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Kurdish Human Rights Project: This is the legacy website of the Kurdish Human Rights Project, containing reports and news pertaining to human rights issues in the Kurdish Regions for 20 years.

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KHRP Welcomes Concluding Observations of the Committee on the Economic, Social and Cultural Rights about Turkey’s Country Report

On 20 May 2011, the Committee on Economic, Social and Cultural Rights adopted concluding observations following its review of Turkey's initial report on the implementation of the rights enshrined in the International Covenant on Economic, Social and Cultural Rights.

In advance of this review, KHRP had raised a number of concerns about Turkey’s compliance with its obligations under the Covenant by submitting a list of issues which can be found here. KHRP also attended the Committee’s review of Turkey’s report which took place in Geneva on 3 and 4 May 2011.

In the concluding observations, the Committee noted principal subjects of concern and provided recommendations for Turkey.  KHRP welcomes, in particular, the comment that in light of the fact that Turkey “recognizes only Greeks, Jews and Armenians as minorities, the Committee expresses concern about the absence of a broad legislative framework for the recognition of all minorities…including the Kurds, the Roma and the Arameans.”  KHRP joins the Committee in urging Turkey to recognise all the minorities in its territory and to provide them the full opportunities to enjoy their economic, social and cultural rights and to adopt the necessary plans of action for this purpose.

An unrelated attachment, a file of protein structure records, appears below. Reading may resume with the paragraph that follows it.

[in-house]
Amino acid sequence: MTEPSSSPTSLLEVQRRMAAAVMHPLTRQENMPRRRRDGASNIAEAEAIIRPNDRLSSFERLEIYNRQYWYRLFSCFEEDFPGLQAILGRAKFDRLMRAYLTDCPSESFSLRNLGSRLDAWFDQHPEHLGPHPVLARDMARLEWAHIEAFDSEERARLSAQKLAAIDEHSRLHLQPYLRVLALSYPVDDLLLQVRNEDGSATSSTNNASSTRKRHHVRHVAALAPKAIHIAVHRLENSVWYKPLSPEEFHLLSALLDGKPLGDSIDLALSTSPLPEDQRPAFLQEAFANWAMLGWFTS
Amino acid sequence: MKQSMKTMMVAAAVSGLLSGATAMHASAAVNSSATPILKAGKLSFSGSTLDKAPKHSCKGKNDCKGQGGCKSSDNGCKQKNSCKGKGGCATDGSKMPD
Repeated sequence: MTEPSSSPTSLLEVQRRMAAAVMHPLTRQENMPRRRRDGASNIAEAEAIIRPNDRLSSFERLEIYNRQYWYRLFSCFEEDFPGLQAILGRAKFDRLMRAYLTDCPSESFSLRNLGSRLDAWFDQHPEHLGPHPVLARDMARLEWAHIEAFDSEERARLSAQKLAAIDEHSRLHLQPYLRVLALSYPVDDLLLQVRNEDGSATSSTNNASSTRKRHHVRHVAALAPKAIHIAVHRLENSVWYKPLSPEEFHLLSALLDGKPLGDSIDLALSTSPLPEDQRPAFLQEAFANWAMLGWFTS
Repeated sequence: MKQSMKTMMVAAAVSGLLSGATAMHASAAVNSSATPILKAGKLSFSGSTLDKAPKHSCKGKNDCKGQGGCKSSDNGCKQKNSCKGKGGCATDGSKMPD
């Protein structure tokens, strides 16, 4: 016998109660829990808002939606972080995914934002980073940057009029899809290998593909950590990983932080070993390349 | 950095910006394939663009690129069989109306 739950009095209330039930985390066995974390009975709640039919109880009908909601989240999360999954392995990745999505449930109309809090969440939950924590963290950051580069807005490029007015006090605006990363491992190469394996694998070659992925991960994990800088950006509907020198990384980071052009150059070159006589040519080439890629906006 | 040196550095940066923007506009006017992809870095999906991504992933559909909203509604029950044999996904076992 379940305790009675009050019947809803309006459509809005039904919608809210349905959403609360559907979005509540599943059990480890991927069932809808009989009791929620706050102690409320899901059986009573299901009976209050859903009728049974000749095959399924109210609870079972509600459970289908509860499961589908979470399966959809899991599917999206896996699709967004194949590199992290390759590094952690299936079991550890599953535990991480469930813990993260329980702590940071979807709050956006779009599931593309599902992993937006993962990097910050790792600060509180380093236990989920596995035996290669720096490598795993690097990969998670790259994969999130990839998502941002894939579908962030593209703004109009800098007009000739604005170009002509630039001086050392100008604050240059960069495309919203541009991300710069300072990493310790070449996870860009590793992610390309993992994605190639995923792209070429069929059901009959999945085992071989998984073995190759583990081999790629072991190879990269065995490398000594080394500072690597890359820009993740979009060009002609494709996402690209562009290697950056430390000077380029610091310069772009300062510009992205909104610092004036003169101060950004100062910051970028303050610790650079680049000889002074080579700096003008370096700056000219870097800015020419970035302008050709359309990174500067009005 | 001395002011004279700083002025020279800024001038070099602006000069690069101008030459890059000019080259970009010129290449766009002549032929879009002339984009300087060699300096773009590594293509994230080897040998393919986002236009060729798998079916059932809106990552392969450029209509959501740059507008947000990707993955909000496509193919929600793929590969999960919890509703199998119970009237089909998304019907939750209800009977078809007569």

Further areas raised by KHRP that were addressed by the Committee include:

•    concerns about the construction of the Ilisu dam, as the predominantly Kurd-inhabited areas affected will suffer a shortage of housing, forced evictions, resettlements and replacements if the project goes ahead
•    the disparities that exist between rural and urban areas, with particular focus on the eastern regions of the country where the highest levels of poverty are reported
•    the discrimination and inequality experienced by women in Turkey, and the worsening of women’s working conditions, resulting in many of them being forced to seek employment in the informal economy

KHRP Chief Executive Kerim Yildiz said “We welcome the Committee’s recommendations for a stronger collaboration between State and civil society actors around human rights promotion and protection in Turkey. To this end, it is vital that Turkey take concrete steps to implement the Committee’s recommendations effectively and, among other things, ratify the Optional Protocol to the Covenant that provides for an individual complaints mechanism.”